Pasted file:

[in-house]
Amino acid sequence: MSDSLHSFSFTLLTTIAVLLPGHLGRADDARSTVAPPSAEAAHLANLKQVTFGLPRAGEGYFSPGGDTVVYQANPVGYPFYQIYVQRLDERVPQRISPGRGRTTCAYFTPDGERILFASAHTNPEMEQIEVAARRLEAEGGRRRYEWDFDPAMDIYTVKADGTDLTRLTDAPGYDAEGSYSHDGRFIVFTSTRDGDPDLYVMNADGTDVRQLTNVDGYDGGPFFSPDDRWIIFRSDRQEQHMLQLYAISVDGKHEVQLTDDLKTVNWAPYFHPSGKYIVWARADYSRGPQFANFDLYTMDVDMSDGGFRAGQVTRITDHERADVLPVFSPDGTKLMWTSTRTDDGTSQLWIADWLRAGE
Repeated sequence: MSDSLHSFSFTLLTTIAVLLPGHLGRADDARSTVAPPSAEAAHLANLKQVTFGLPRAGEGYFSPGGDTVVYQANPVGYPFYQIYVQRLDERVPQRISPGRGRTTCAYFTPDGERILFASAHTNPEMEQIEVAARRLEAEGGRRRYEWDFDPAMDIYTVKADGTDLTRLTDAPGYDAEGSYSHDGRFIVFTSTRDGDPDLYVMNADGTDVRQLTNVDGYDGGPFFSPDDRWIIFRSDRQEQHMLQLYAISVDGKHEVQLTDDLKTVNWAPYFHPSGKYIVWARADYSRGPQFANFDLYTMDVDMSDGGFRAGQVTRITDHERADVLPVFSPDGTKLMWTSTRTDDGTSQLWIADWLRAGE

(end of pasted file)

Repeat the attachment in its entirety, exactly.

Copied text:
[in-house]
Amino acid sequence: MSDSLHSFSFTLLTTIAVLLPGHLGRADDARSTVAPPSAEAAHLANLKQVTFGLPRAGEGYFSPGGDTVVYQANPVGYPFYQIYVQRLDERVPQRISPGRGRTTCAYFTPDGERILFASAHTNPEMEQIEVAARRLEAEGGRRRYEWDFDPAMDIYTVKADGTDLTRLTDAPGYDAEGSYSHDGRFIVFTSTRDGDPDLYVMNADGTDVRQLTNVDGYDGGPFFSPDDRWIIFRSDRQEQHMLQLYAISVDGKHEVQLTDDLKTVNWAPYFHPSGKYIVWARADYSRGPQFANFDLYTMDVDMSDGGFRAGQVTRITDHERADVLPVFSPDGTKLMWTSTRTDDGTSQLWIADWLRAGE
Repeated sequence: MSDSLHSFSFTLLTTIAVLLPGHLGRADDARSTVAPPSAEAAHLANLKQVTFGLPRAGEGYFSPGGDTVVYQANPVGYPFYQIYVQRLDERVPQRISPGRGRTTCAYFTPDGERILFASAHTNPEMEQIEVAARRLEAEGGRRRYEWDFDPAMDIYTVKADGTDLTRLTDAPGYDAEGSYSHDGRFIVFTSTRDGDPDLYVMNADGTDVRQLTNVDGYDGGPFFSPDDRWIIFRSDRQEQHMLQLYAISVDGKHEVQLTDDLKTVNWAPYFHPSGKYIVWARADYSRGPQFANFDLYTMDVDMSDGGFRAGQVTRITDHERADVLPVFSPDGTKLMWTSTRTDDGTSQLWIADWLRAGE